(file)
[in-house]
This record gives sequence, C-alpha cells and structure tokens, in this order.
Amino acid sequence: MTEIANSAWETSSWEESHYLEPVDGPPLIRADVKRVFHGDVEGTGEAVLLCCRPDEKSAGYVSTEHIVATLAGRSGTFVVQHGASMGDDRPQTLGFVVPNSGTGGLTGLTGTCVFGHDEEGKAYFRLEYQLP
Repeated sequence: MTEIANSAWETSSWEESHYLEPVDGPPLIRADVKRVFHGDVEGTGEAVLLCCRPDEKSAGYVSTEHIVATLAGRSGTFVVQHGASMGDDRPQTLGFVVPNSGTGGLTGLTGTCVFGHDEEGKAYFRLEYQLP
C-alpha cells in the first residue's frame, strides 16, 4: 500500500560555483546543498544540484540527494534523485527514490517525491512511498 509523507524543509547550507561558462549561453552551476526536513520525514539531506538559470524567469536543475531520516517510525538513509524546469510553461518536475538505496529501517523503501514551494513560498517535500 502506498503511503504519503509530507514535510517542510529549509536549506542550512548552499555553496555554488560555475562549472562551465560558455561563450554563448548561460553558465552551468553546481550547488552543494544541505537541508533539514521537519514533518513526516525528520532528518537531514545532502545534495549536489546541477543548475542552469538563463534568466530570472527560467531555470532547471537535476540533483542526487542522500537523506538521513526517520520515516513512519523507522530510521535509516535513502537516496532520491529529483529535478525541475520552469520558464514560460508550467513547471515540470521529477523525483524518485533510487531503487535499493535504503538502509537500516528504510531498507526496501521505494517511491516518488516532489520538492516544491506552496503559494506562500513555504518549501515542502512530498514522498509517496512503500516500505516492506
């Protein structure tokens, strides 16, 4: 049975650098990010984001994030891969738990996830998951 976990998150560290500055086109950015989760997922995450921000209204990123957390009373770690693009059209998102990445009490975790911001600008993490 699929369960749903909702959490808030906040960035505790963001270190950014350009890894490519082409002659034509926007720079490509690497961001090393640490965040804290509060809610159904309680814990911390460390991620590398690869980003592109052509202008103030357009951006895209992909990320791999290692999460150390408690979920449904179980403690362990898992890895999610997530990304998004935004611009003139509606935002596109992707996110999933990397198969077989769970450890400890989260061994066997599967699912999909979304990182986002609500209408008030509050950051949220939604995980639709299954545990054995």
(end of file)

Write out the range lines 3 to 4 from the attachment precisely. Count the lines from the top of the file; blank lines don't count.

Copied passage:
Amino acid sequence: MTEIANSAWETSSWEESHYLEPVDGPPLIRADVKRVFHGDVEGTGEAVLLCCRPDEKSAGYVSTEHIVATLAGRSGTFVVQHGASMGDDRPQTLGFVVPNSGTGGLTGLTGTCVFGHDEEGKAYFRLEYQLP
Repeated sequence: MTEIANSAWETSSWEESHYLEPVDGPPLIRADVKRVFHGDVEGTGEAVLLCCRPDEKSAGYVSTEHIVATLAGRSGTFVVQHGASMGDDRPQTLGFVVPNSGTGGLTGLTGTCVFGHDEEGKAYFRLEYQLP